2Matter Everything is made of MATTER! Matter is anything that has volume and mass.Volume is the amount of space an object takes up, or occupies.
3Measuring the volume of liquids Liquids have volume. We measure that volume with a graduated cylinder.Notice the meniscus in the graduated cylinder.Always measure at the bottom of the meniscus!A liquid in any container has a meniscus.Liters (L) and mL (milliliters) are most often used to express the volume of liquids.
4Solid Volume The volume in a solid is always expressed in cubic units. Cubic means having “three dimensions.”Cubic meters(m3) or cubic centimeters(cm3) are most often used to express the volume of a solid.The 3 in m3 signifies that three quantities were used to get the final result. (That is a derived quantity!)If each side in the cube below is 2m, what is the volume of the cube?__________
5The Volume of Solids, Liquids, and Gases 1 mL = 1 cm3 REMEMBER THAT!That is why you can compare the volume in liquids to solids.How do you measure the volume of a gas?You can’t see it, so how do you measure it?ex: balloon
6Matter and Mass What is mass? Mass is the amount of matter that something is made of.Even atoms have mass!Looking at the picture…The mass stays constant in certain forms of matter such as…__________________.The mass changes in certain forms of matter such as…_________________.
7What is the difference between mass and weight? This is an important concept to understand!Let’s start by understanding gravity.Gravity is the force of attraction between objects that is due to their masses.All matter experiences gravity!The amount of attraction between two objects depends on their weight.There is attraction between all objects with mass, but since they are so small in reference to the earth, the attraction between them is also small.
8So, what about weight?Weight is the measure of the gravitational force exerted on an object!Look at Spot and the rock…which one is attracted to the earth more through gravitational force? ________________Which one weighs more? ___________So, this means the greater the gravitational force, the greater the weight.Which weighsmore? >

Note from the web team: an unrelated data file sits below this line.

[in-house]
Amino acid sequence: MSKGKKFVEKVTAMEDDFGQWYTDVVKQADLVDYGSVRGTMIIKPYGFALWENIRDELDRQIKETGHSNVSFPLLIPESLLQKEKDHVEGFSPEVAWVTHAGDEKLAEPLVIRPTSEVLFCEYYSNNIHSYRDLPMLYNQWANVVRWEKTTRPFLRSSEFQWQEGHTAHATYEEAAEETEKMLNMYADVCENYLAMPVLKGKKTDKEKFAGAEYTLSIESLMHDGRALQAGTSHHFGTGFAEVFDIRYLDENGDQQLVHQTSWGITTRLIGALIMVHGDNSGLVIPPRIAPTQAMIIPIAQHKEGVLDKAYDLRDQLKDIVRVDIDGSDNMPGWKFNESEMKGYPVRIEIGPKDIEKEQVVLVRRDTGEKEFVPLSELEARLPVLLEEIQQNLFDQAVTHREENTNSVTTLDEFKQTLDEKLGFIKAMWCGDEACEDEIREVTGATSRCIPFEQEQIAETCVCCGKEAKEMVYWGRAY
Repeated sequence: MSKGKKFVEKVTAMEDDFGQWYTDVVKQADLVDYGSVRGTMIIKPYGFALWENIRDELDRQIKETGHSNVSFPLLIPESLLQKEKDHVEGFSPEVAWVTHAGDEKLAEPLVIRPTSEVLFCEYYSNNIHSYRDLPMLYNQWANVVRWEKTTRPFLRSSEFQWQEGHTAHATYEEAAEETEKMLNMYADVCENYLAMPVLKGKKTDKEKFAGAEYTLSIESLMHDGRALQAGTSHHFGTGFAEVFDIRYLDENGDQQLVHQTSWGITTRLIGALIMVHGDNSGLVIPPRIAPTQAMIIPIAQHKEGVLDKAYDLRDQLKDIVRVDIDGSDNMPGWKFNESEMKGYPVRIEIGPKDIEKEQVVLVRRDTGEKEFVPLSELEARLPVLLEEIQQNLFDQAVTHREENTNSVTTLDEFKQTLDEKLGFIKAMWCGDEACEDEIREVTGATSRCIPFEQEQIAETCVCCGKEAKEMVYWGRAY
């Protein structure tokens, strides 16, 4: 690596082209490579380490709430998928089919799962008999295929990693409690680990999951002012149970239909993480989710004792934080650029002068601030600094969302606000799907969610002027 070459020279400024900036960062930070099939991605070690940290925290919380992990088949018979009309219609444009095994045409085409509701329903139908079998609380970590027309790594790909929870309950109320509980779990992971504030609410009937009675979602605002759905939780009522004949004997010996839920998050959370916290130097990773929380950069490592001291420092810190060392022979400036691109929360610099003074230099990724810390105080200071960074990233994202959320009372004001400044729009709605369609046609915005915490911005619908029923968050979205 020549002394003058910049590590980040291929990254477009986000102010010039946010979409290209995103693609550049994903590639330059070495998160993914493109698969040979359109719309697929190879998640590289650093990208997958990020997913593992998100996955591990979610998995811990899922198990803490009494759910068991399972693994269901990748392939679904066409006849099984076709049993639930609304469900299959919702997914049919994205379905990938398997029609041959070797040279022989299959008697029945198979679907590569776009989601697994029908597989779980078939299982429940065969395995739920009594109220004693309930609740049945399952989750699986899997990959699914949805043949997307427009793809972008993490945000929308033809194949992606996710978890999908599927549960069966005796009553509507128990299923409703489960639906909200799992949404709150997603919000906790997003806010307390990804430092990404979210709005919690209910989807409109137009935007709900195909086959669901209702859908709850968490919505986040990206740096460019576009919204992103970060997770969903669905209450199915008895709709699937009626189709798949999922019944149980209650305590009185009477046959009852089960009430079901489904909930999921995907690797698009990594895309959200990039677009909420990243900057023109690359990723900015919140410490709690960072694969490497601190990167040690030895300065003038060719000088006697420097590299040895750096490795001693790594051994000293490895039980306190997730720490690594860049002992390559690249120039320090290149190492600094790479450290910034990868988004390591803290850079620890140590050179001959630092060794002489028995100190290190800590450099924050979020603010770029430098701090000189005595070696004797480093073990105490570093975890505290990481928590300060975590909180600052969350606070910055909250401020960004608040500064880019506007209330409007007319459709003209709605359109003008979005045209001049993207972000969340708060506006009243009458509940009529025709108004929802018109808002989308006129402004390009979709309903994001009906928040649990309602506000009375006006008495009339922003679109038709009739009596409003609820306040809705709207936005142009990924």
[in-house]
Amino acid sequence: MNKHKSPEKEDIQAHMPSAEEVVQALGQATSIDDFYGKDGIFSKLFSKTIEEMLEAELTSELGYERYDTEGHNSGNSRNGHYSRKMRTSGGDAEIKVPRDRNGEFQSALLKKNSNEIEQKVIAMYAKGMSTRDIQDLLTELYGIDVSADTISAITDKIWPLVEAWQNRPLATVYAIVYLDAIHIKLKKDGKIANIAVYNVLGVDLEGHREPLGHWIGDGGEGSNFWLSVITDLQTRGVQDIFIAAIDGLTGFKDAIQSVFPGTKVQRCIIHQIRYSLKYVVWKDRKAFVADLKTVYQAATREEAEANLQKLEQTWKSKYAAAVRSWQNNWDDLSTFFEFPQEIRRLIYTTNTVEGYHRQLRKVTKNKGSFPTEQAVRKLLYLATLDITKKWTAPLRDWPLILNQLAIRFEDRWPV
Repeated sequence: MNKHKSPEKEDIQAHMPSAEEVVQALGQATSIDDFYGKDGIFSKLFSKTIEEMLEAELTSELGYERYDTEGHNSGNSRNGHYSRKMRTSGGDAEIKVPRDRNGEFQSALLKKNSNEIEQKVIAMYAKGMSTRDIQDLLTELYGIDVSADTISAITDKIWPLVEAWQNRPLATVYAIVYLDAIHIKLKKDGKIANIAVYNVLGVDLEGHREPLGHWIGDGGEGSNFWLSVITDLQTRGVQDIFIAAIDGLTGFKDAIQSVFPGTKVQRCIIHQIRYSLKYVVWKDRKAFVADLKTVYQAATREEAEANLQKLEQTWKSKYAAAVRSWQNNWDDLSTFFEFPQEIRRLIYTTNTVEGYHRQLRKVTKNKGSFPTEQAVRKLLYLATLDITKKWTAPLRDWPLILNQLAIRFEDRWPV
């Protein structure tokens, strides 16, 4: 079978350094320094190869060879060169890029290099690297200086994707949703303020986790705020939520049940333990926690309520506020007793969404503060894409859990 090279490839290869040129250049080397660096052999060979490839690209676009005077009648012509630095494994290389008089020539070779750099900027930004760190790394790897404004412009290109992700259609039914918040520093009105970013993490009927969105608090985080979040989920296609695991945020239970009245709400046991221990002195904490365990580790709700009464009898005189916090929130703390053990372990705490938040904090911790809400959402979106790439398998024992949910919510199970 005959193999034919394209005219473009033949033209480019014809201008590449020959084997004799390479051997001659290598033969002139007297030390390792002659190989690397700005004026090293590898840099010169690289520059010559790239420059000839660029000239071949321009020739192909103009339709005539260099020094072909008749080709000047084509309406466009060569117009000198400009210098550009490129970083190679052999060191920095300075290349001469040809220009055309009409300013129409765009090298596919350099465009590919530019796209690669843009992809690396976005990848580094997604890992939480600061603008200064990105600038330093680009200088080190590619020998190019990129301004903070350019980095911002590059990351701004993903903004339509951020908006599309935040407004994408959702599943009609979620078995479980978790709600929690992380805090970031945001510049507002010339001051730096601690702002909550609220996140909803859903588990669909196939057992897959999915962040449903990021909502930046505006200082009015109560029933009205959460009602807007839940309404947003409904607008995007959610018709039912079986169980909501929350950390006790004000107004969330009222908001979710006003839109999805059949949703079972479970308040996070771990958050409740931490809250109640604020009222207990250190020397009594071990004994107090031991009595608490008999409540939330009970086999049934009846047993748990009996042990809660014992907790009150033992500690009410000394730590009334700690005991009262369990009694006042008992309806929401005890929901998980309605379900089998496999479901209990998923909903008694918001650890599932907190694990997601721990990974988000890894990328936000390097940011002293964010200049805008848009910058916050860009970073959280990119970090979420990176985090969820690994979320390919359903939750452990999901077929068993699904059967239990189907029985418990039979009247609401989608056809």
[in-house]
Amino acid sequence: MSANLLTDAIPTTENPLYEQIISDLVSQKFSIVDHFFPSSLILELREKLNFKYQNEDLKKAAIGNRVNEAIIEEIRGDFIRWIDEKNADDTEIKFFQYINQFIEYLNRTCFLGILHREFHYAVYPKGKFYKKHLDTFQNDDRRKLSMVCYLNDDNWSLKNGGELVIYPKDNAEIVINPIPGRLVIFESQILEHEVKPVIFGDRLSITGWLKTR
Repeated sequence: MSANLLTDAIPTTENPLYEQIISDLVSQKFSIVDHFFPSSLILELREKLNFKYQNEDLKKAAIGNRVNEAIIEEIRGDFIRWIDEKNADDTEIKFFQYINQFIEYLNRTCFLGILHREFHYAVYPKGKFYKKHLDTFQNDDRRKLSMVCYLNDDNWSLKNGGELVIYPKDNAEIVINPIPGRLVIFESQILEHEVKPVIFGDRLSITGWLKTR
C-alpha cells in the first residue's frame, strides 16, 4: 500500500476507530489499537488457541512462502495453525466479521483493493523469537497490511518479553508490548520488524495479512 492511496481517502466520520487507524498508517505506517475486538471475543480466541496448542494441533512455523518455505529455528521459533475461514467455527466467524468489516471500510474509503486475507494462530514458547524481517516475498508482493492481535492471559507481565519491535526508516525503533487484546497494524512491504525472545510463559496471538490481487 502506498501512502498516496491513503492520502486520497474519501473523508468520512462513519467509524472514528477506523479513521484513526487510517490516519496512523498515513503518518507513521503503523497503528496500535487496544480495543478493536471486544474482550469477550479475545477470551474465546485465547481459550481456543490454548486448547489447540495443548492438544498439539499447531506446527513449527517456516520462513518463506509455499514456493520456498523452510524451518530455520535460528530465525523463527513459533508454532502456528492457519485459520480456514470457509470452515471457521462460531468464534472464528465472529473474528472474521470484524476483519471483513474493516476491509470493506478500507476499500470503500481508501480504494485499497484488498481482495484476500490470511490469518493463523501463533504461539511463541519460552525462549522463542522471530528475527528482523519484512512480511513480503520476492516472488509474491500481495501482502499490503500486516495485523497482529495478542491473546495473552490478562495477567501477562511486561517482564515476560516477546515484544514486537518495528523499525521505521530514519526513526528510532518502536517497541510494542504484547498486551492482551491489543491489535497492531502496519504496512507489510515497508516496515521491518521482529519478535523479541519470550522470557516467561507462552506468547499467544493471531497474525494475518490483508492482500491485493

9Measuring Weight and Mass The SI unit for mass is kilogram (kg).Sometimes we will use milligrams or grams. (mg or g)The SI unit for weight (or gravitational force) is NEWTONS.A Newton is approximately equal to the weight of a 100 gram mass on earth.
10The major differences between MASSA measure of the amount of matter in object.Always constant, no matter the location.Measured with a balance.Expressed in kilograms, grams, and milligrams.WEIGHTA measure of the gravitational force on an object.Varies depending on where the object is in relation to the earth. Example: ____________Measured with a spring scale.Expressed in Newtons.
11Describing MatterKnowing the characteristics or properties of an object can help you identify the object.There are:Physical PropertiesChemical Properties
12Physical PropertiesThings that describe the object are physical properties.Physical properties can also be observed or measured without changing the identity of the matter.Examples of physical properties include: color, odor, size, state, density, solubility, melting point, etc…
13Chemical PropertiesChemical properties describe a substance based on its ability to change into a new substance with different properties.Ex: wood burns to form ash and smokeChemical properties cannot be observed with your senses.Chemical properties aren’t as easy to observe as physical properties.Examples of chemical properties: flammability and reactivity
14Characteristic Properties The properties that are most useful in identifying a substance are its characteristic properties.Remember the difference between physical and chemical properties.Physical properties can be observed! (with your eyes!) IDENTITY OF SUBSTANCE DOES NOT CHANGE!You can observe chemical properties only in situations in which the identity of the substance could change.
15Some Characteristic Properties So which properties allow us the identify unknown substances?DensitypHSolubilityMelting and boiling pointsEtc…
16Spotlight on Density Density is a very helpful physical property. Density = mass per unit of volume or Density = mass/volumeDensity is an excellent help in identifying substances because each substance has its own density.
17If Density = mass/volume Then mass = volume x densityorm = v x dAND volume = mass/densityvolume = mV
18Spotlight on Solubility Solubility is the maximum amount of solute that can be dissolved in a given amount of solventCan be measured in g/LSolubility depends on temperatureSolubility of gas in water
21Physical ChangesA physical change is a change that affects one or more physical properties of a substance.Physical changes do not form new substances! EX: ice melting or sugar dissolvingPhysical changes are easy to undo.
22Chemical ChangesA chemical change occurs when one or more substances are changed into entirely new substances with different properties.You can observe chemical properties only when a chemical change might occur!Examples of chem. changes:baking a cakerusting
23Clues to chemical changes Color changeFizzing or bubbling (gas production)Not to be confused with boiling!HeatProduction of light, sound, or odor.Chemical changes are not usually reversible!